Friday, February 8, 2008

It’s the science stupid!

Alternative therapies and evidence based medicine don’t mix well

The science based medicine site has an interesting discussion that points out a major problem when researchers evaluate complementary and alternative medicine/veterinary medicine (CAM/CAVM) under the rubric of evidence based medicine (EBM).

The structure of EBM allows clinicians to objectively discern between varying qualities and levels of evidence for therapeutic efficacy regarding whatever modality is being considered. This system provides a solid statistical and epidemiological data base through the use of a variety of techniques. The goal is to create a reliable system of information from where clinicians can develop sound therapeutic decisions.

However, there has been a nagging problem that EBM seems to have difficulty resolving with respect to CAM/ CAVM research. It lies within the basic structure of EBM’s lack of ability to properly assess the science base of many therapies going into studies such as clinical trials.

In other words, EBM (like the Cochrane collaboration) has trouble if you take it beyond its primary mission. Dr Atwood notes “EBM…comprises sets of guidelines for assessing evidence...” These are systems designed to evaluate evidence based on therapeutic and clinical significance-and herein lays the problem.

EBM doesn’t consider that many of the types of testing it utilizes to create statistical information is not geared toward scientifically examining the therapy in question. For example, it can construct a long line of trials for homeopathy –imaginary as this modality is- and yet still allow the ebb and flow of statistical chance to offer up meaningless "weak positive" results. The problem here is that this gives wiggle room from where its practitioners, clinging to false hope, can call for “further studies.”

This is reminiscent of the garbage in/garbage out Achilles heal of many meta-analysis where, if one is not careful, low quality studies can be used to give a “result”- skewed as may be- that may lead to nowhere or worse. In this vein, many CAM/CAVM therapies that seek legitimacy through EBM standards of testing do not even qualify to be tested because they suffer from a far more basic flaw –they lack basic scientific plausibility.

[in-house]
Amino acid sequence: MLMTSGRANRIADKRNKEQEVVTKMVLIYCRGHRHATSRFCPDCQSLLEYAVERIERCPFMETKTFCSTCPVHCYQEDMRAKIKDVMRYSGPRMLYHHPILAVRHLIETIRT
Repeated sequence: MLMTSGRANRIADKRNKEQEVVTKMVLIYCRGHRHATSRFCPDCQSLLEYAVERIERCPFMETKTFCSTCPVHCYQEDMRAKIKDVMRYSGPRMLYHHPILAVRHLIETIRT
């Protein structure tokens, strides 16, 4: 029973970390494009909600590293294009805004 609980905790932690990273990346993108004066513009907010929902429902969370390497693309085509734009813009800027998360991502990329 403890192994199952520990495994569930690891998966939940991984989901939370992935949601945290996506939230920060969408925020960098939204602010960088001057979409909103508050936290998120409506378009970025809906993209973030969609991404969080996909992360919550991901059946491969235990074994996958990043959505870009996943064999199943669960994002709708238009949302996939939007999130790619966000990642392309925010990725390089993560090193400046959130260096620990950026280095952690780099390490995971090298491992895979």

EBM does not take this important detail into account and this often results in an endless loop of back ground noise -like static- of “equivocal” results. There is an accumulation of mostly meaningless interpretations of gibberish because the original input was flawed at a very fundamental level.

Dr Atwood notes “Some claims are so implausible that clinical trials tend to confuse, rather than clarify the issue. Human trials are messy. It is impossible to make them rigorous in ways that are comparable to laboratory experiments. Compared to laboratory investigations, clinical trials are necessarily less powered and more prone to numerous other sources of error: biases, whether conscious or not, causing or resulting from non-comparable experimental and control groups, cuing of subjects, post-hoc analyses, multiple testing artifacts, unrecognized confounding of data due to subjects’ own motivations, non-publication of results, inappropriate statistical analyses, conclusions that don’t follow from the data, inappropriate pooling of non-significant data from several, small studies to produce an aggregate that appears statistically significant, fraud, and more.”

The misinterpretations can be truly mind boggling. One way to avoid this maze of miscues is that, in order for a therapeutic modality to be properly evaluated by EBM, it must first be fundamentally sound from a scientific perspective. It needs to pass under the critical eye of plausibility and not waist the time and effort that EBM requires. In this way, many of the current endless streams of research by the NCCAM for example could finally be put to rest freeing monies for truly worthwhile research.

In discussing this garbage in/garbage out problem in EBM Dr Atwood optimistically adds “Most of those problems are not apparent in primary reports. Several have already been discussed or referenced elsewhere on this site: here, here, here and here, for example. Academics active in the EBM movement are aware of most of them and want to correct them—as a quick scan of the contents of almost any major medical journal will reveal.”

Evidence base medicine, in and of itself, is not the most efficient filter of dubious therapies without the all important underpinning of basic science. For the present then, it behooves readers of the research to study it with a sharp eye, learn from those schooled in its ways, and pay attention to the details- hard but worth the effort.

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